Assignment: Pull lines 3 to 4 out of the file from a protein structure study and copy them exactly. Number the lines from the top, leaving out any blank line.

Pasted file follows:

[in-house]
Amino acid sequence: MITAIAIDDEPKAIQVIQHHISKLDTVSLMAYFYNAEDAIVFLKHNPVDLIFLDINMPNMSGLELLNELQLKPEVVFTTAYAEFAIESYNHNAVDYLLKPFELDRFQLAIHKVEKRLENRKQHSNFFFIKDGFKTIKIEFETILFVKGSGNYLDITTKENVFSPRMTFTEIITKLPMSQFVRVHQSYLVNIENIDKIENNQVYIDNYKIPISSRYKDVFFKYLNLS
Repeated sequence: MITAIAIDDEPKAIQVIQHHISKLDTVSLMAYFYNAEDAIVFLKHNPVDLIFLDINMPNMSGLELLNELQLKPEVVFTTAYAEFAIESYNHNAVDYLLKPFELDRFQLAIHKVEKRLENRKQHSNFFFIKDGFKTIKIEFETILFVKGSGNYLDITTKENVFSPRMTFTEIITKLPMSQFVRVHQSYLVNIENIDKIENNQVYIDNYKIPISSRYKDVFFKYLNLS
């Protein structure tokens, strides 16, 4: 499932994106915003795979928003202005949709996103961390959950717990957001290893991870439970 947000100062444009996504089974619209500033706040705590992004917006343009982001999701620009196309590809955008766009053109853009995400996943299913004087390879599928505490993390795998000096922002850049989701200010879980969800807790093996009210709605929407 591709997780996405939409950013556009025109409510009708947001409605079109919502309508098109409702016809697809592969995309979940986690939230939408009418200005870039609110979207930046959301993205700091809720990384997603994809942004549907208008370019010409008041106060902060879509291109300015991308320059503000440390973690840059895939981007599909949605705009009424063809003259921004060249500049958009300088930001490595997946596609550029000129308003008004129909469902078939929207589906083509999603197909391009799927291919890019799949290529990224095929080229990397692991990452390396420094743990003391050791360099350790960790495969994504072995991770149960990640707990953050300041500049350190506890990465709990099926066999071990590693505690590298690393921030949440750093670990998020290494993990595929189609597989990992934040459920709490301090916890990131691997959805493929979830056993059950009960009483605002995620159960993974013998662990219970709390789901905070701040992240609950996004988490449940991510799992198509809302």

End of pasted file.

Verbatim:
Repeated sequence: MITAIAIDDEPKAIQVIQHHISKLDTVSLMAYFYNAEDAIVFLKHNPVDLIFLDINMPNMSGLELLNELQLKPEVVFTTAYAEFAIESYNHNAVDYLLKPFELDRFQLAIHKVEKRLENRKQHSNFFFIKDGFKTIKIEFETILFVKGSGNYLDITTKENVFSPRMTFTEIITKLPMSQFVRVHQSYLVNIENIDKIENNQVYIDNYKIPISSRYKDVFFKYLNLS
């Protein structure tokens, strides 16, 4: 499932994106915003795979928003202005949709996103961390959950717990957001290893991870439970 947000100062444009996504089974619209500033706040705590992004917006343009982001999701620009196309590809955008766009053109853009995400996943299913004087390879599928505490993390795998000096922002850049989701200010879980969800807790093996009210709605929407 591709997780996405939409950013556009025109409510009708947001409605079109919502309508098109409702016809697809592969995309979940986690939230939408009418200005870039609110979207930046959301993205700091809720990384997603994809942004549907208008370019010409008041106060902060879509291109300015991308320059503000440390973690840059895939981007599909949605705009009424063809003259921004060249500049958009300088930001490595997946596609550029000129308003008004129909469902078939929207589906083509999603197909391009799927291919890019799949290529990224095929080229990397692991990452390396420094743990003391050791360099350790960790495969994504072995991770149960990640707990953050300041500049350190506890990465709990099926066999071990590693505690590298690393921030949440750093670990998020290494993990595929189609597989990992934040459920709490301090916890990131691997959805493929979830056993059950009960009483605002995620159960993974013998662990219970709390789901905070701040992240609950996004988490449940991510799992198509809302």